I’ve started a clippings file of stories like this, the kind that make me ask myself what kind of world we’re living in, for a writing project I’m just starting to work on. I’ve written about the mob who killed a man in Texas, and the people in Minnesota who stepped over a dying woman to make their convenience store purchases. This next story falls in to the same category. But not because of what happened to the victims.
Mother and son huddled together, battered and beaten, in the bathroom — sobbing, wondering why no one came to help. Surely the neighbors had heard their screams. The walls are thin, the screen doors flimsy in this violence-plagued housing project on the edge of downtown.
For three hours, the pair say, they endured sheer terror as the 35-year-old Haitian immigrant was raped and sodomized by up to 10 masked teenagers and her 12-year-old son was beaten in another room.
Then, mother and son were reunited to endure the unspeakable: At gunpoint, the woman was forced to perform oral sex on the boy, she later told a TV station.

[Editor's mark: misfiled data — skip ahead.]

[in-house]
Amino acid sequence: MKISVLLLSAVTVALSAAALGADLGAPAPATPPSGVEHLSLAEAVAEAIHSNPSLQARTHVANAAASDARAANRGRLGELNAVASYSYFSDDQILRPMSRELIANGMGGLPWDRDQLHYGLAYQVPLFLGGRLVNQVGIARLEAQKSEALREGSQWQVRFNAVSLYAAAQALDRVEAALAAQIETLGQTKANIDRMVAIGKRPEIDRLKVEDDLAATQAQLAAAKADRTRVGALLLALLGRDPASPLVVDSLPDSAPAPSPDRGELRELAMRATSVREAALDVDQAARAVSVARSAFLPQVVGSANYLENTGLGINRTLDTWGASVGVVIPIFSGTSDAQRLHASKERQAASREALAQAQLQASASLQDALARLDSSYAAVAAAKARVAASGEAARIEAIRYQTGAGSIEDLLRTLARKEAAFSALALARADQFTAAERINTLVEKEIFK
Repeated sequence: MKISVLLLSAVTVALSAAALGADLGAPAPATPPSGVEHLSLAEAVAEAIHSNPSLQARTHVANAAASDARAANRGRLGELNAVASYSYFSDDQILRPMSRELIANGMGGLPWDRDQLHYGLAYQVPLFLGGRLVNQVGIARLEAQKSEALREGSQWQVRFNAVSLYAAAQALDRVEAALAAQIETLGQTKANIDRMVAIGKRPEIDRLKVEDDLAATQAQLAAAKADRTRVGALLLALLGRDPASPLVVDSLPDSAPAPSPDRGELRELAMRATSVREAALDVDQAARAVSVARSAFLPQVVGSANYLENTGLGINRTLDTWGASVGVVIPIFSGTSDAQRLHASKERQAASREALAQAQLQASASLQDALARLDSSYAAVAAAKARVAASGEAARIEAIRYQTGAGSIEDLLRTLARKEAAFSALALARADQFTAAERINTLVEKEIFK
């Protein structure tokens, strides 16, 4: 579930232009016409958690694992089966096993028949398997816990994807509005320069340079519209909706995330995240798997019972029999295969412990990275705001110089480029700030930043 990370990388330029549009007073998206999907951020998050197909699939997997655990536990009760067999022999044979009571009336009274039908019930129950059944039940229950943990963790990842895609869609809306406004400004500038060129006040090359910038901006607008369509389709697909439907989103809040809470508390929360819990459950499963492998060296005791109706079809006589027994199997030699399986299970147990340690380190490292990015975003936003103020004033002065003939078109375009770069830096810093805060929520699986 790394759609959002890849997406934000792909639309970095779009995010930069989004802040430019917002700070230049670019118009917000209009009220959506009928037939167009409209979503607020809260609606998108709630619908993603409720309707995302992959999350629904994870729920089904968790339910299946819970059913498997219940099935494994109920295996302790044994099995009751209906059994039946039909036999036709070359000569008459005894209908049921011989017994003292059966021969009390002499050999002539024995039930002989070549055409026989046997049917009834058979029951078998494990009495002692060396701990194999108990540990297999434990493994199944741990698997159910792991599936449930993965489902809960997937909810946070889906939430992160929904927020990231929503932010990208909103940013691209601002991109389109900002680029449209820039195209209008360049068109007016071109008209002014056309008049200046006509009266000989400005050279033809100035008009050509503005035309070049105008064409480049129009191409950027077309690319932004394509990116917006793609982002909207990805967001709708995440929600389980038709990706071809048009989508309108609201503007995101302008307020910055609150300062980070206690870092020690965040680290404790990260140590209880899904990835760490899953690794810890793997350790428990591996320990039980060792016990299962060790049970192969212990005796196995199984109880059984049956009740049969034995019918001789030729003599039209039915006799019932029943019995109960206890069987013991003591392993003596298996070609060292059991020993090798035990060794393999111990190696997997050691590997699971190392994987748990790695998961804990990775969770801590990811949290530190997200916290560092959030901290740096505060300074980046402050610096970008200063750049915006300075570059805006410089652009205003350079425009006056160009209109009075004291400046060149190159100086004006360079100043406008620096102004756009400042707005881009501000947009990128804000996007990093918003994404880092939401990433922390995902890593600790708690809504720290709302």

Afterward, they were doused with household cleansers, perhaps in a haphazard attempt to scrub the crime scene, or maybe simply to torture the victims even more. The solutions burned the boy’s eyes.
The thugs then fled, taking with them a couple of hundred dollars’ worth of cash, jewelry and cell phones.
In the interview with WPTV, the mother described how she and her son sobbed in the bathroom, too shocked to move. Then, in the dark of night, they walked a mile to the hospital because they had no phone to call for help.
It’s not even that no one came to help them, or even bothered to call for any kind of help. It’s this response:
“So a lady was raped. Big deal,” resident Paticiea Matlock said with disgust. “There’s too much other crime happening here.”
The article goes on to talk about the grinding poverty of the residents in the housing project where this happened, and I think that the bigger picture behind that plays a significant role in the “big deal” response to this particular crime. If you pull back to the 10,000 foot view, what does this say about us?